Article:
One thing I’ve been inclined to say ever since the financial crisis hit is that rather than trying to rely on superhuman supervisory regulators to keep “too big to fail” financial institutions out of trouble, it would make more sense to use regulation to simply prevent financial institutions from getting too big to fail. Paul Krugman says that’s a pipe dream:
They certainly were worried about systemic risk in 1982, when I had something of a front-row seat. There were fears that the Latin debt crisis would take down one or more money center banks — Citi, or Chase, say. And policy was shaped in part by the desire to make sure that didn’t happen. Bear in mind that this was in the days before the repeal of Glass-Steagal, before finance got so big and wild; the New Deal regulations were mostly still in place. Yet even then major banks were too big to fail.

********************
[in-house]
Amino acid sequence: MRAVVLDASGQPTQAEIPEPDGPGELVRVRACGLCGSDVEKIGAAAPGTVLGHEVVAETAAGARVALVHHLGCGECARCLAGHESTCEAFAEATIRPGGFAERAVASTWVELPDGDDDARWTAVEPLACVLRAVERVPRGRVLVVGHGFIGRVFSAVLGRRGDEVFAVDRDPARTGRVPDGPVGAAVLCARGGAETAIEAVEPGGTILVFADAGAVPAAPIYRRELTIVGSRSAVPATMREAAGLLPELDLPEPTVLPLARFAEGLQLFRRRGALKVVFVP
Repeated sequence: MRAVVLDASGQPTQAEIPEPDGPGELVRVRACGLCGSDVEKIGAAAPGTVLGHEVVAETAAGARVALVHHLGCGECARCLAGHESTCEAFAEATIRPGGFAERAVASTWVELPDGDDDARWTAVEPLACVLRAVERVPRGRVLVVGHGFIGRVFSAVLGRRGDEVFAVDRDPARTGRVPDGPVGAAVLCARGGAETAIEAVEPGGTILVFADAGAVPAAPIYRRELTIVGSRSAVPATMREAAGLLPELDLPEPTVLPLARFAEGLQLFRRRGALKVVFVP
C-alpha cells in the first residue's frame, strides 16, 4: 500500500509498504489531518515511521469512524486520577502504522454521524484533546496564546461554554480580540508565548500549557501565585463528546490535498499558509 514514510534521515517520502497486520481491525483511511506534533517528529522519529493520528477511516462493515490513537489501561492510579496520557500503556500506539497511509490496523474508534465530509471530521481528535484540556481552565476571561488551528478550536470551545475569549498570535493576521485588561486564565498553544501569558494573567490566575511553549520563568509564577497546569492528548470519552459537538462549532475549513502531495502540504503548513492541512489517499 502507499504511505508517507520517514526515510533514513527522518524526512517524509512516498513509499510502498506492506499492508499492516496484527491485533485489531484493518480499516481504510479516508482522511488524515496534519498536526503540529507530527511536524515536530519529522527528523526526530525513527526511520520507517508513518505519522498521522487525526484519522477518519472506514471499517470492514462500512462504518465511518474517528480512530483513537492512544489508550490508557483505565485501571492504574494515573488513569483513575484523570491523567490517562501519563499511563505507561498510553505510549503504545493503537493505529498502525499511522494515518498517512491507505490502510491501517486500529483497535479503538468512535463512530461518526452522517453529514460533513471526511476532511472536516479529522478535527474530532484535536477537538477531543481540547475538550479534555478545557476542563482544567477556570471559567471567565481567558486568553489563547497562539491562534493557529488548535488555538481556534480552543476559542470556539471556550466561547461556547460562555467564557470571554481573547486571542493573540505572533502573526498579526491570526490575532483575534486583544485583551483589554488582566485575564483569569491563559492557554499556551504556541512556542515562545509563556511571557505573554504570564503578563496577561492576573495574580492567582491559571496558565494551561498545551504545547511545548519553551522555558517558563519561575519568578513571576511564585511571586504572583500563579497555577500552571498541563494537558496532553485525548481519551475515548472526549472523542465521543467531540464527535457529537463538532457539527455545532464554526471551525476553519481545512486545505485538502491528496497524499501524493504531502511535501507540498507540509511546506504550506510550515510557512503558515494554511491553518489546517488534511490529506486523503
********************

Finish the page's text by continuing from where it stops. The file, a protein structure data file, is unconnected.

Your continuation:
So I think of the pursuit of a world in which everyone is small enough to fail as the pursuit of a golden age that never was. Regulate and supervise, then rescue if necessary; there’s no way to make this automatic.
Relatedly, while I’m very happy to be extremely skeptical about the virtues of the past 25 years’ worth of “financial innovation,” it is true that when the American banking system was extremely fragmented there were real economic costs. On page 332 of A Farewell to Alms, for example, Gregory Clark observes the distorting impact of the very low-performing capital markets in the mid-19th century United States:
In the 1860s, for example, as the central valley of California was being settled, mortgage loans were made at the rate of 26 percent per year at a time when mortgages in Boston were offered at 6 percent. Rates fell rapidly in California, but in 1889 West Coast interest rates were still 4–6 percent above those in the Northeast.
This is because the then-severe restrictions on interstate banking made it hard to move capital from where the rich people looking to save were (northeast) to where the people who wanted to borrow money from are.
Long story short, supervisory regulation is the best we can hope for, so we’d better try to make it work. Count me as skeptical that congressional modifications to Obama’s proposals will be aimed at making things work better.